But what does it teach them?

Still thinking about student assessment, and the use of zero for non-performance.

We had a bit of a local flap a couple of years back. The short story is that a local high school developed a policy whereby teachers were required to take action when assignments were not handed in. This action involved dealing directly with the student; if that failed, dealing directly with parents; if that failed, referring the discipline issue to administration. Zeros were not to be awarded to students for non-compliance. The administration argued that non-compliance is a behavioural issue, not an academic one. It is not clear what action the teacher was to take if administration could not get the student to do the work. A teacher, Mr. Lynden Dorval, refused to follow the policy, resulting in discipline, his firing, a media circus, his appeal, a board of reference determining that he shouldn’t have been fired, and his professional association determining that he had not violated the code of conduct. I’m not going to comment on the details of the case. If you Google it, you’ll find most of the details and tons and tons and tons of falsehoods. It’s a sorry state of affairs all around.

My interest today is in one of the main themes that emerged in the media circus, including letters to the editor and anonymous comments on news sites. I’ll pick this article from Canadian Family not because it’s particularly insightful (it isn’t) nor because it got the facts straight (it didn’t) but because it touches on a central concern that came out of the public discourse—are schools harming students’ moral development by not holding them accountable with zeroes?

(NB the article was written in the middle of the debacle, so the firing, board of reference ruling and professional association ruling were not yet part of the story.)

I argued in a previous post that marks and grades should serve two main functions: they should assess how much of the relevant curriculum that a student has learned and they should provide meaningful feedback to the student and teacher to assist future learning. A zero for non-performance does neither of these things. Worse yet, non-performance denies the student the opportunity to learn by doing the assignment in the first place.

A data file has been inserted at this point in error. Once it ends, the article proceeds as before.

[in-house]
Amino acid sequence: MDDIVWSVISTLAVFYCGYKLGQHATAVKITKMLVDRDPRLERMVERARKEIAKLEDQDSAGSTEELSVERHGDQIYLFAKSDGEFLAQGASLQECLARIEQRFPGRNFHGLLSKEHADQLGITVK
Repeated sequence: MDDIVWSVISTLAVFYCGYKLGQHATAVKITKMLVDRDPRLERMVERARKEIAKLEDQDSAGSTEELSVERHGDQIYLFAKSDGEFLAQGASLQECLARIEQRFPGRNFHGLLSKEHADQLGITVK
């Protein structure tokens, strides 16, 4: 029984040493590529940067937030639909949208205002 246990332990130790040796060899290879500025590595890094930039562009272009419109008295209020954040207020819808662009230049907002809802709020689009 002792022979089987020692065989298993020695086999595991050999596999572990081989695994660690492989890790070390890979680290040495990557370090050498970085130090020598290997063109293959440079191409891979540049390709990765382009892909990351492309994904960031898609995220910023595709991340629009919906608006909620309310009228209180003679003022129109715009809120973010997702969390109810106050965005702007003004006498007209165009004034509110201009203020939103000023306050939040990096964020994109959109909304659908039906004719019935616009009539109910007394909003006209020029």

The first error of the Canadian Family article is the claim that no-zero gives students a free pass. It most certainly does not. First of all, every effort should be made to ensure that the work is done. If it’s done, there is no free pass. Suppose, however, that the work never gets done; what then? If there is insufficient information to assess a student’s performance, the student should not be assigned a grade. It’s not that the student failed the course; the reality is that she didn’t complete it. As a teacher, I would simply show no mark for a student that did not provide sufficient evidence for me to conclude that she completed the course. Zero is a lie. I cannot conclude that the student knows 0% of the material; I cannot conclude anything about that student’s performance.

Ok, so the student doesn’t get a free pass by being forced to complete the assignment (or an equivalent assessment or whatever). What about responsibility. Giving a student a zero for failure to hand in an assignment teaches responsibility. Does it really? Certainly, the student faces a consequence of the action. Of course a detention or some other sanction would do the same thing. What’s so special about the zero? In fact, would all students find the zero to be a punishment? For most students, a zero lowers their class mark but still leaves them with enough marks to pass the course. It’s hard to see the punitive value. For students for whom every percentage point matters, it’s a serious consequence (e.g. applying for scholarship; mark-driven parents, etc.) but these aren’t the students who fail to hand things in. In some cases it could make the difference between passing and failing; but in these cases the student has more serious issues to deal with, I’ll warrant. The main point here is that if you believe that the non-performing student should be punished, there are many, many possible punishments. What makes the zero the only alternative in some people’s minds?